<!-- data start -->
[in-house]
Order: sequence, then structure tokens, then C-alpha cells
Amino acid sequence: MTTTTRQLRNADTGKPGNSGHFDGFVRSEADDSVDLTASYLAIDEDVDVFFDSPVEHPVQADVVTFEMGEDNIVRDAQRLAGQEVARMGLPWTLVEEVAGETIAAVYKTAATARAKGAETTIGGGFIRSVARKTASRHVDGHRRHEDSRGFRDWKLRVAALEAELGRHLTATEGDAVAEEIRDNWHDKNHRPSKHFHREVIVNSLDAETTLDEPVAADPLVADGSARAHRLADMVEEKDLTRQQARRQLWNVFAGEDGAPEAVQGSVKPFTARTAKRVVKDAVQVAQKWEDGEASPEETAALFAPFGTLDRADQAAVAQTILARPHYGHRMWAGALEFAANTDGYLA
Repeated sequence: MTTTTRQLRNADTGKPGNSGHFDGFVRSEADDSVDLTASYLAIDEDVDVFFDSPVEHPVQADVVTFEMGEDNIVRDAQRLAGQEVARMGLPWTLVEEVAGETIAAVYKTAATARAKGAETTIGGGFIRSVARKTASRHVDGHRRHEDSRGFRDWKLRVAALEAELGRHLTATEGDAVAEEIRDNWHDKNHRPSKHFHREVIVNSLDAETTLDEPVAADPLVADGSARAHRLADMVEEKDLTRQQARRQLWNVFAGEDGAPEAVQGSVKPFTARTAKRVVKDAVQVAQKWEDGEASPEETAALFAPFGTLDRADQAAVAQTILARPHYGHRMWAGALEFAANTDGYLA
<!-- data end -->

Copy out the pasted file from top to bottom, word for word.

[in-house]
Order: sequence, then structure tokens, then C-alpha cells
Amino acid sequence: MTTTTRQLRNADTGKPGNSGHFDGFVRSEADDSVDLTASYLAIDEDVDVFFDSPVEHPVQADVVTFEMGEDNIVRDAQRLAGQEVARMGLPWTLVEEVAGETIAAVYKTAATARAKGAETTIGGGFIRSVARKTASRHVDGHRRHEDSRGFRDWKLRVAALEAELGRHLTATEGDAVAEEIRDNWHDKNHRPSKHFHREVIVNSLDAETTLDEPVAADPLVADGSARAHRLADMVEEKDLTRQQARRQLWNVFAGEDGAPEAVQGSVKPFTARTAKRVVKDAVQVAQKWEDGEASPEETAALFAPFGTLDRADQAAVAQTILARPHYGHRMWAGALEFAANTDGYLA
Repeated sequence: MTTTTRQLRNADTGKPGNSGHFDGFVRSEADDSVDLTASYLAIDEDVDVFFDSPVEHPVQADVVTFEMGEDNIVRDAQRLAGQEVARMGLPWTLVEEVAGETIAAVYKTAATARAKGAETTIGGGFIRSVARKTASRHVDGHRRHEDSRGFRDWKLRVAALEAELGRHLTATEGDAVAEEIRDNWHDKNHRPSKHFHREVIVNSLDAETTLDEPVAADPLVADGSARAHRLADMVEEKDLTRQQARRQLWNVFAGEDGAPEAVQGSVKPFTARTAKRVVKDAVQVAQKWEDGEASPEETAALFAPFGTLDRADQAAVAQTILARPHYGHRMWAGALEFAANTDGYLA